During the second Republican presidential debate, hosted by CNN, Jindal criticized Republicans in Congress for not having "half the fight in them the Senate Democrats did," and claimed—in an attempt to appeal to anti-abortion conservatives—that he had defunded Planned Parenthood in Louisiana as governor.[11] Jindal was the sole presidential candidate to not pose for a photo op with the other candidates. Jake Tipper of CNN said he had opted to remain in the spin room.[12]

Jindal spoke out against the criteria for inclusion in the third Republican presidential debate, arguing that participants were being chosen by name recognition rather than statewide polling. He accused the sponsor of the debate, CNBC, of "attempting to winnow the field long before the voters in Iowa and New Hampshire get to cast their ballots by restricting access to debates.”[13][14] Jindal was polling better in Iowa than he was nationally. Due to this, a change in criteria would benefit him.[15]

Jindal was speculated to be ending his campaign after having only $260,000 to spend at the end of the previous month and spending significantly more than that of the third quarter's fundraising, his amount raised noted as being lower than that of some of his competitors and putting him in position to suspend his campaign similarly to Rick Perry and Scott Walker once their fundraising was unable to suffice.[16]

Movement in Iowa

Jindal has spoken several times of his campaign focusing on Iowa and building a movement there.[10] Only three weeks into his campaign, Jindal had visited the state four times. Jindal stated that he viewed directly hearing from voters as the "only way to connect" with them.[17] In October 2015, Jindal said he believed his campaign was "doing very well" in the state and that he believed the race would change after the Iowa caucus. In addition, he predicted that he would win the state, which would "propel us forward to the nomination".[18] Former Iowa Republican political director Craig Robinson thought the campaign marched around the state instead of with its denizens.[19] On November 2, 2015, a poll was released with Jindal faring better than he had previously been doing at 6%, noted by The Hill as being higher than Jeb Bush who had consistently been polling superior to Jindal since the announcement of his campaign months prior. In addition, Jindal was also found to have a 60% favorability in Iowa, the third highest, only behind Ben Carson and Ted Cruz.[20]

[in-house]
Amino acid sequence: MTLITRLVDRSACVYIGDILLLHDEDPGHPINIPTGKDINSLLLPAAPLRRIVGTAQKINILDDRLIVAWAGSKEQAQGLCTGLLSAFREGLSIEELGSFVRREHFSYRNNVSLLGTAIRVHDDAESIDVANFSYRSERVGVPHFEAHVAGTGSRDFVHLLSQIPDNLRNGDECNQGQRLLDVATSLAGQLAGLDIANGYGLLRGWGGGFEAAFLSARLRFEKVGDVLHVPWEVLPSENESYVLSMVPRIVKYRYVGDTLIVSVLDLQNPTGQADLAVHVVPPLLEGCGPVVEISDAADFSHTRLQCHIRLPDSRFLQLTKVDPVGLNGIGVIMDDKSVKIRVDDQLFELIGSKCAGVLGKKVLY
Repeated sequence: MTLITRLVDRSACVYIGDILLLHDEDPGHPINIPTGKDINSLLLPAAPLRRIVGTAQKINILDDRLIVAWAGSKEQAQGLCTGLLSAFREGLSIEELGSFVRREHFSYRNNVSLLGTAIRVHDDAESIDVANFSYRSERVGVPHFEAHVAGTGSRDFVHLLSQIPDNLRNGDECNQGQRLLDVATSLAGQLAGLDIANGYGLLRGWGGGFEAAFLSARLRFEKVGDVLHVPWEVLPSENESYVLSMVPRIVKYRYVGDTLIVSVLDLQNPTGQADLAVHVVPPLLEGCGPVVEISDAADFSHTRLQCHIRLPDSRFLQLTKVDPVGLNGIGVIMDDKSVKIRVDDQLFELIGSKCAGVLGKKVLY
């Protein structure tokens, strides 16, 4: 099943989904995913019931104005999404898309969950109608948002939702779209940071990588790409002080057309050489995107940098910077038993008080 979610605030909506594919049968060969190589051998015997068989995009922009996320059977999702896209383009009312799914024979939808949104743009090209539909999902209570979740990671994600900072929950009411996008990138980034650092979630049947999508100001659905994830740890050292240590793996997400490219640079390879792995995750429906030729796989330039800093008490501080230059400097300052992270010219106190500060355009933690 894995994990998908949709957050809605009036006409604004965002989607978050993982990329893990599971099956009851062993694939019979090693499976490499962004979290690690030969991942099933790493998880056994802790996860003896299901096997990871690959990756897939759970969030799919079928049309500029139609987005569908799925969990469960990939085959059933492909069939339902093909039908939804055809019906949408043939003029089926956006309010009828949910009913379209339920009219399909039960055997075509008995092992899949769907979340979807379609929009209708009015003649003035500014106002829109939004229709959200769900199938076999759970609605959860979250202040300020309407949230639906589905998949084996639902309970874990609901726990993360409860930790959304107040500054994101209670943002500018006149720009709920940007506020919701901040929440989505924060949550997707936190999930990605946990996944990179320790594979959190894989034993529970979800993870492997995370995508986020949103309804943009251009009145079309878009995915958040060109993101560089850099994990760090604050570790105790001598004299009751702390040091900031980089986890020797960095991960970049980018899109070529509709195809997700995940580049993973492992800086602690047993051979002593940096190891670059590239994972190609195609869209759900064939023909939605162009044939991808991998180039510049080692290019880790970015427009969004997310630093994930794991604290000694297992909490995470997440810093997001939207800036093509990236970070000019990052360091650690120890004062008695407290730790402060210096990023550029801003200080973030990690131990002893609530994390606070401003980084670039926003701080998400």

Endorsements

References

  1. ^ "Candidate (P60008398) Summary Reports – 2016 Cycle".  
  2. ^ a b Fahrenthold, David A.; Hohmann, James (June 24, 2015). "Bobby Jindal announces entry into 2016 presidential race".  
  3. ^ "Louisiana Gov. Bobby Jindal Becomes First Asian-Indian to Run for President". Fox News. Retrieved 25 June 2015. 
  4. ^ Moller, Jan (August 16, 2007). "Jindal counters Demo attacks; Rapid response to ads reflects shift in tactics". The Times-Picayune (New Orleans, LA). Archived from the original on September 30, 2007. 
  5. ^ "News Features". Catholic Culture. August 22, 2007. Retrieved August 7, 2012. 
  6. ^ https://twitter.com/BobbyJindal/status/613745877639802881
  7. ^ Kim, Eun Kyung (July 6, 2015). Tanned. Rested. Ready': Why Bobby Jindal's campaign slogan is stirring up a storm"'". TODAY.com. 
  8. ^ Rafferty, Andrew (September 10, 2015). "Bobby Jindal Calls Trump An Unstable Narcissist". NBC News. 
  9. ^ "Jindal camp vows to ‘brawl’ with Trump". MSNBC. September 10, 2015. 
  10. ^ a b Lucas, Fred. "Bobby Jindal: Senate Majority Leader Mitch McConnell Should be Next to Go". TheBlaze.com. 
  11. ^ Litten, Kevin (September 16, 2015). "Bobby Jindal attacks Republicans, Trump in second presidential debate". NOLA.com. 
  12. ^ Thompson, Catherine (September 16, 2015). "Jindal Skips Out On CNN's Debate Photo Op With All The GOP Candidates". Talking Points Memo. 
  13. ^ "BOBBY JINDAL: NETWORKS INFLUENCING GOP PRIMARY WITH FAULTY DEBATE CRITERIA". Breitbart. October 14, 2015. 
  14. ^ "Bobby Jindal’s campaign cries foul over ‘delusional’ CNBC debate criteria". Washington Times. October 13, 2015. 
  15. ^ O'Donoghue, Julia (October 22, 2015). "Shut out from main debate, will Bobby Jindal attend GOP 'undercard'?". NOLA.com. 
  16. ^ Berman, Russell (October 2015). "So Long Bobby Jindal?". The Atlantic. 
  17. ^ Fenton, Jonathan. "Bobby Jindal makes a fourth trip to Iowa". KWQC. 
  18. ^ Pappas, Alex (October 25, 2015). "Bobby Jindal Wants To Be Iowa's 2016 Surprise". The Daily Caller. 
  19. ^ "Inching up in Iowa, Bobby Jindal leaves no room on his right". The Washington Post. October 17, 2015. 
  20. ^ Kamisar, Ben (November 2, 2015). "Jindal edges ahead of Bush in Iowa poll". The Hill. 
  21. ^ Ta, Linh (August 17, 2015). "Windschitl endorses Jindal". The Des Moines Register. Retrieved August 20, 2015. 
  22. ^ a b Katie Glueck (24 June 2015). "Bobby Jindal 2016 campaign staff: The power players - POLITICO". POLITICO. 
  23. ^ "Celebrity endorsements for 2016".  
  24. ^ Hillary Clinton is winning the Hollywood primary